State hospital workers who expected to be fired will keep jobs

State hospital workers who expected to be fired will keep jobs
Springfield Hostpital workers, from left, Manisha Patel, Tracey Hundertmark, Moe Said, Beverly Jackson, Sheri Rice, and Debbie Zeitler gathered outside American Baby Consignment in Sykesville March 31 to rally against layoffs in Gov. Larry Hogan's budget proposal. (Dave Munch / Baltimore Sun Media Group)

Almost 70 state dietary services workers who were scheduled to be fired and replaced by private contractors will instead keep their jobs, the Department of Health and Mental Hygiene confirmed Tuesday.

The employees, most of whom work at the Springfield Hospital Center in Sykesville, were to be terminated under the budget submitted by Gov. Larry Hogan to the General Assembly in January. The workers were informed Monday that the plan to contract out their work had been canceled.


Legislative leaders had questioned the administration's plan, given the state's projected $400 million surplus this year.

"The administration took another look at it and decided to go in another direction," department spokesman Christopher Garrett said.

Also spared were workers at the John L. Gildner Regional Institute for Children and Adolescents in Rockville. They prepare and distribute food to residential patients at the mental health facilities.

The administration outlined privatization plans late last year, and the state workers' union launched an aggressive lobbying effort.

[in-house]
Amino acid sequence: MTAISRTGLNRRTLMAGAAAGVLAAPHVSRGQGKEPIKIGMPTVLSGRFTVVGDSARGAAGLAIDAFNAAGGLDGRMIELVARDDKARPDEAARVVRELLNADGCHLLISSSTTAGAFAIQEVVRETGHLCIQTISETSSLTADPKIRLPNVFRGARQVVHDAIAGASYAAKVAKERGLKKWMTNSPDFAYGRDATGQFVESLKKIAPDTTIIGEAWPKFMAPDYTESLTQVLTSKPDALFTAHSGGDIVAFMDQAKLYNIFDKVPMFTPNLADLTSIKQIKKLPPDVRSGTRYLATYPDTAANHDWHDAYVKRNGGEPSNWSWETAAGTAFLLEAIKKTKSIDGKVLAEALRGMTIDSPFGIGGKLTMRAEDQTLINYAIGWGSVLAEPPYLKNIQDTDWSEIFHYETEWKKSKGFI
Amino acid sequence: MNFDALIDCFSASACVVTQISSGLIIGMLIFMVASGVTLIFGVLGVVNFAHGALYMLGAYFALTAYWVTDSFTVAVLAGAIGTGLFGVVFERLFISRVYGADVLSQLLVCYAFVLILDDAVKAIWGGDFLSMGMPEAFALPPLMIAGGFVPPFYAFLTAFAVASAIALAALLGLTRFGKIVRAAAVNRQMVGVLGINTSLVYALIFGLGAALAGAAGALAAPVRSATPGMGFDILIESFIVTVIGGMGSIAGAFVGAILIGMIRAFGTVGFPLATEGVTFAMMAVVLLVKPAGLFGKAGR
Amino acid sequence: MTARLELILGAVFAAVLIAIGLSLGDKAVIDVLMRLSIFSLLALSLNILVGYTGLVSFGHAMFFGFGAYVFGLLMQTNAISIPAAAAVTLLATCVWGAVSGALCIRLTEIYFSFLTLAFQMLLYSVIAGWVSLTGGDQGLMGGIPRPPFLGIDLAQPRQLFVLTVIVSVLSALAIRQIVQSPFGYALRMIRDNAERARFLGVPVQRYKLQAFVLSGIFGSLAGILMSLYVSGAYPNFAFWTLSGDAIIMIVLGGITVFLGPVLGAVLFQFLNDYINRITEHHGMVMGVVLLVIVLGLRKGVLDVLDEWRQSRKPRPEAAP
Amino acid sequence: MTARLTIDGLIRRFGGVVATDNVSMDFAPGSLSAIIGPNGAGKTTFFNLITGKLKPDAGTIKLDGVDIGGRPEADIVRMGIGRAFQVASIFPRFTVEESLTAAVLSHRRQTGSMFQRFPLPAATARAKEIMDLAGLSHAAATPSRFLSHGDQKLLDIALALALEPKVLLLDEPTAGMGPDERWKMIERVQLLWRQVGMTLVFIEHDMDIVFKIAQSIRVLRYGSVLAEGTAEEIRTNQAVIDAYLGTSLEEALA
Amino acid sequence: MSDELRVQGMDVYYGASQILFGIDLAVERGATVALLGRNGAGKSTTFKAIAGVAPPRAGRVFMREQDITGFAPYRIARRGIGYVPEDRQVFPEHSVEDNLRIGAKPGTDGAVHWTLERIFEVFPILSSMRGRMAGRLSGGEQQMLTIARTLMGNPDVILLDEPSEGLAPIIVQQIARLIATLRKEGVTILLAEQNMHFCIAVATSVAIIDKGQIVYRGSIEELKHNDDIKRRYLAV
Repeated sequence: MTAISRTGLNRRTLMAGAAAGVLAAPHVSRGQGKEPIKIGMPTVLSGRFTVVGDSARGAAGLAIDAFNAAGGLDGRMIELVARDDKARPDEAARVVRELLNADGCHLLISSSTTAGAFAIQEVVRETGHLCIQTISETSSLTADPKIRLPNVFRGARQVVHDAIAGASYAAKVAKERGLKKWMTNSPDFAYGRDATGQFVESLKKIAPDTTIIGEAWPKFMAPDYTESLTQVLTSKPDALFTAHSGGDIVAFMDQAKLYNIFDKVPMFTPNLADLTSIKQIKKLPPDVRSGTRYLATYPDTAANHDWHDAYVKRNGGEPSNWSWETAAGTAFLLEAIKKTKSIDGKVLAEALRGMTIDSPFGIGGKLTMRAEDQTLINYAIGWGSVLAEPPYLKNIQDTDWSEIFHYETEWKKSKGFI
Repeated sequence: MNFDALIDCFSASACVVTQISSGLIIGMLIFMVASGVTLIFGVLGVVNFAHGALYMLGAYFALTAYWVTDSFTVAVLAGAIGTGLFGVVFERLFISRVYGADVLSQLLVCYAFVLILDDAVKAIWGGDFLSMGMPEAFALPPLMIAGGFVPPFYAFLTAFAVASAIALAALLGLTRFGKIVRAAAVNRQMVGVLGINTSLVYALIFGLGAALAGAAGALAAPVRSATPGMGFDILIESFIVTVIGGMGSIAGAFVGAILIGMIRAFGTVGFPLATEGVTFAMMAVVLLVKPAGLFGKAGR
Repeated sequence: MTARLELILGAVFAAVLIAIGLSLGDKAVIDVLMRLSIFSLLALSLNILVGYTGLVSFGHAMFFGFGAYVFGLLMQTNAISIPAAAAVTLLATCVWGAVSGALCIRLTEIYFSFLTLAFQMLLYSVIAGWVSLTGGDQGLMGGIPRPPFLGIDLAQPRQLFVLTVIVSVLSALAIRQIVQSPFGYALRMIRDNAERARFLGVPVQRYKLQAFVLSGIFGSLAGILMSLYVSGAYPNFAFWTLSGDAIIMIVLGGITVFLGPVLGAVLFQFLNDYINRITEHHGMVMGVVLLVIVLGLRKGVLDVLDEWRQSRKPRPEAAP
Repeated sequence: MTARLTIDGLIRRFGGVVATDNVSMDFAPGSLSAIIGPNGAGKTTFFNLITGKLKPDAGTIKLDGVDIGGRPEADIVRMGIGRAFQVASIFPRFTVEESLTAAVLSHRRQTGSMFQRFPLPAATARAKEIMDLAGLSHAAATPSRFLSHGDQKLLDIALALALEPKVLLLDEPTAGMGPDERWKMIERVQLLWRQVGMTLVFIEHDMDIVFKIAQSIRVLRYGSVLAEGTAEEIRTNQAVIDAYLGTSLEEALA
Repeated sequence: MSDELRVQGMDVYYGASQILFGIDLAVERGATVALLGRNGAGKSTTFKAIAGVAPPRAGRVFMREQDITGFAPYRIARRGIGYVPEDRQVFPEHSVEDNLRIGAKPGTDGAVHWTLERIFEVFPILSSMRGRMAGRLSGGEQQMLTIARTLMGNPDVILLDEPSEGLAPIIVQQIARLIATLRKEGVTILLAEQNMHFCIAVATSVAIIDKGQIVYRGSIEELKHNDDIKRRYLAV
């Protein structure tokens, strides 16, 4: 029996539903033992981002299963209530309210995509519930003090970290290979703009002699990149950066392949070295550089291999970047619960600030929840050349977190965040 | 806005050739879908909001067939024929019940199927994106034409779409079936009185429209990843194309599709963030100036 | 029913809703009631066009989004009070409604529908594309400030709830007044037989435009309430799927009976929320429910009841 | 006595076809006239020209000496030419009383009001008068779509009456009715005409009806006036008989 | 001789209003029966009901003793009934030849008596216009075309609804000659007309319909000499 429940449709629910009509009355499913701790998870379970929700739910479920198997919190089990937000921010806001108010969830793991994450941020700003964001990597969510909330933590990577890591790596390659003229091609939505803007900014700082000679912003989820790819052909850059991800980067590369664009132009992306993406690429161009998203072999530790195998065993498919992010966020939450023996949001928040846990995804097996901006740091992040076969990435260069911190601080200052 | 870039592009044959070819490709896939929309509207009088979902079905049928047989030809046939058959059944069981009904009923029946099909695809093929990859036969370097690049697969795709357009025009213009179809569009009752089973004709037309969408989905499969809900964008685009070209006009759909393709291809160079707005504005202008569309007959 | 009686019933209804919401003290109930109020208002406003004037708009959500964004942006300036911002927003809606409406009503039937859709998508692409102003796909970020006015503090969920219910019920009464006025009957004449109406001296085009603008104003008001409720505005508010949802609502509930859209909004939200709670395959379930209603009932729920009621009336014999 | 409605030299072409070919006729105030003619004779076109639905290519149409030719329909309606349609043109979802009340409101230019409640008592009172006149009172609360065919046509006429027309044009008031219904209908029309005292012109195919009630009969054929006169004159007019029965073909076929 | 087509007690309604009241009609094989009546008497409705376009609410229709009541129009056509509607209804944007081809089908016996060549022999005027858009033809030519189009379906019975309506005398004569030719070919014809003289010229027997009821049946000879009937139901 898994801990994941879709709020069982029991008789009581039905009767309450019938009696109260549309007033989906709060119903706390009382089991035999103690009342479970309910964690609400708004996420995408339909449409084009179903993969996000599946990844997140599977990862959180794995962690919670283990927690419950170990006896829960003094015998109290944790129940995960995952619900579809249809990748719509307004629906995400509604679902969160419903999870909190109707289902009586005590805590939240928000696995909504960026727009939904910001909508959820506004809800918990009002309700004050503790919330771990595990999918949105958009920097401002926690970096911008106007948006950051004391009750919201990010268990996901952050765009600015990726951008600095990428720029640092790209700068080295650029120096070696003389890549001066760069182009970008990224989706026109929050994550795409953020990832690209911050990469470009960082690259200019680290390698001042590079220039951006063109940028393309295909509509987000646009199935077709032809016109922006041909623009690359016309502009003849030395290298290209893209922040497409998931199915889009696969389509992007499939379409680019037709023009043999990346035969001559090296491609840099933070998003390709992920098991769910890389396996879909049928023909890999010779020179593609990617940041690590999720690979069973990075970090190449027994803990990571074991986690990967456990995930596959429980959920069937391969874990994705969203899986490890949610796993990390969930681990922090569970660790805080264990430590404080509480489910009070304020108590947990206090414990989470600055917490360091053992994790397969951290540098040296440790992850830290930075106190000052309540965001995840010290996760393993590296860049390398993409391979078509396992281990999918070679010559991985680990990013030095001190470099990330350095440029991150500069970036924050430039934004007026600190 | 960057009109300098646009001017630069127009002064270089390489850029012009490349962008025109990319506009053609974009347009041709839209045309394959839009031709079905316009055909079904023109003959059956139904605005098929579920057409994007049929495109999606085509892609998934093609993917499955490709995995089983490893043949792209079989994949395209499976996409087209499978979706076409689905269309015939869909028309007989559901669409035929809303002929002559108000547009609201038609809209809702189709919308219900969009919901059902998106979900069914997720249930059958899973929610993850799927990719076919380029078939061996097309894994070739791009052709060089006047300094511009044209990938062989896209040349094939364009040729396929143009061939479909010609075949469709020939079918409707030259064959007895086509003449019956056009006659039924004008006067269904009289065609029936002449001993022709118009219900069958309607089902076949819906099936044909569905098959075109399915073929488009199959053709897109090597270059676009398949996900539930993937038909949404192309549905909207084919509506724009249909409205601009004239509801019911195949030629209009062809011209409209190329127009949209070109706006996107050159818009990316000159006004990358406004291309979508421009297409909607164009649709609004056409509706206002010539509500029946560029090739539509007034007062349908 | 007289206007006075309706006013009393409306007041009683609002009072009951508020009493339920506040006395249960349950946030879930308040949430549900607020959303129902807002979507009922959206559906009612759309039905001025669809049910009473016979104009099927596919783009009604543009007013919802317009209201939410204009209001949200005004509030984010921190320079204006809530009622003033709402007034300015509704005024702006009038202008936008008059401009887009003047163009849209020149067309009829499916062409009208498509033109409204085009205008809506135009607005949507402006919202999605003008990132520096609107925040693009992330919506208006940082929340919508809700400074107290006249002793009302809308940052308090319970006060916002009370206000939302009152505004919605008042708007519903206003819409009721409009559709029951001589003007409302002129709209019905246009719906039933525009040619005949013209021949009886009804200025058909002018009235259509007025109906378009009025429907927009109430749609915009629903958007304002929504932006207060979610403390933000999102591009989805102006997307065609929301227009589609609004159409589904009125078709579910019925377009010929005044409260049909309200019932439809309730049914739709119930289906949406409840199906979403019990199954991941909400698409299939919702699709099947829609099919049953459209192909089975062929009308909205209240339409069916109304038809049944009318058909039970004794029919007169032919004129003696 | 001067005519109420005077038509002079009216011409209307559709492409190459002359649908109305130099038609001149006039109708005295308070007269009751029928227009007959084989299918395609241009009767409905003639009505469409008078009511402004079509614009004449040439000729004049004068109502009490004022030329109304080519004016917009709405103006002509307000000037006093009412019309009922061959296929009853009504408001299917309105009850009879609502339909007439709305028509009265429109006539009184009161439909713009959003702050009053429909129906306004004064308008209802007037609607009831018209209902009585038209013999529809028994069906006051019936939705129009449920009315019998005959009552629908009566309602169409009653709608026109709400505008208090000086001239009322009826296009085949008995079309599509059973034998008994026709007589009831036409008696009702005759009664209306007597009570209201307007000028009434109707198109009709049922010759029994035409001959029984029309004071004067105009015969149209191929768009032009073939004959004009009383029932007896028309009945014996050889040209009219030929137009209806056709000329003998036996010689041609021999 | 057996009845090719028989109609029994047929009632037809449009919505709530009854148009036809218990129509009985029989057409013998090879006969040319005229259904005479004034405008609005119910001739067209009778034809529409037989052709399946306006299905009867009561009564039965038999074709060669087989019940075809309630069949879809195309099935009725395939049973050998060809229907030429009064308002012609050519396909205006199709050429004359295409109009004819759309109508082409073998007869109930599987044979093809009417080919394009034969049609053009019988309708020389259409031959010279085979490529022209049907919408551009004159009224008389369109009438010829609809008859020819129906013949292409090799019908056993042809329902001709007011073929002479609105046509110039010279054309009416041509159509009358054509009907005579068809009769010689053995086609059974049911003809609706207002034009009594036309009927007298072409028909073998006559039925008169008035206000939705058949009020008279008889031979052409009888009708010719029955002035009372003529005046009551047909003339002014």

The American Federation of State, County and Municipal Employees Maryland Council 3 held rallies outside the State House and brought the affected workers to Annapolis so they could plead their case to lawmakers.

Those efforts paid off when the legislature's budget committees fenced off $1.7 million, cut from other places in the budget, that the governor could use to keep the workers on the job. Of that money, $1.2 million was allocated to Springfield and $530,000 to Gildner.

Fifty-seven of the employees are at Springfield, according to AFSCME. Eleven are at Gildner.

Lawmakers left it up to Hogan to decide how to spend the money. But to privatize food services at the facilities, the department would likely have had to bring a contract to the Board of Public Works.

The board, composed of the Republican Hogan and Democrats Peter Franchot and Nancy K. Kopp, has resisted efforts to fire state employees.

Garrett said neither the budget language nor concerns about board approval affected the decision. The governor's office deferred inquiries to the department.

Patrick Moran, president of the AFSCME council, said the privatization plan "would have had a devastating impact on the clients and the community."

Moran said the workers whose jobs were on the line make roughly $25,000 to $35,000 a year.

"These are not people who are making a lot of money," he said. "These are folks who are committed to this job."

Moran said the jobs in many cases involve providing food adapted to patients' individual needs. He said the companies that provide such services under contract typically pay minimum wage or slightly more.


"It's a revolving door," he said. "They don't pay very well. They don't have any substantial benefits. ... As a result of that, you have a lot of people coming in and out of their jobs."

Moran added that the patients the workers are dealing with do better when they have continuity.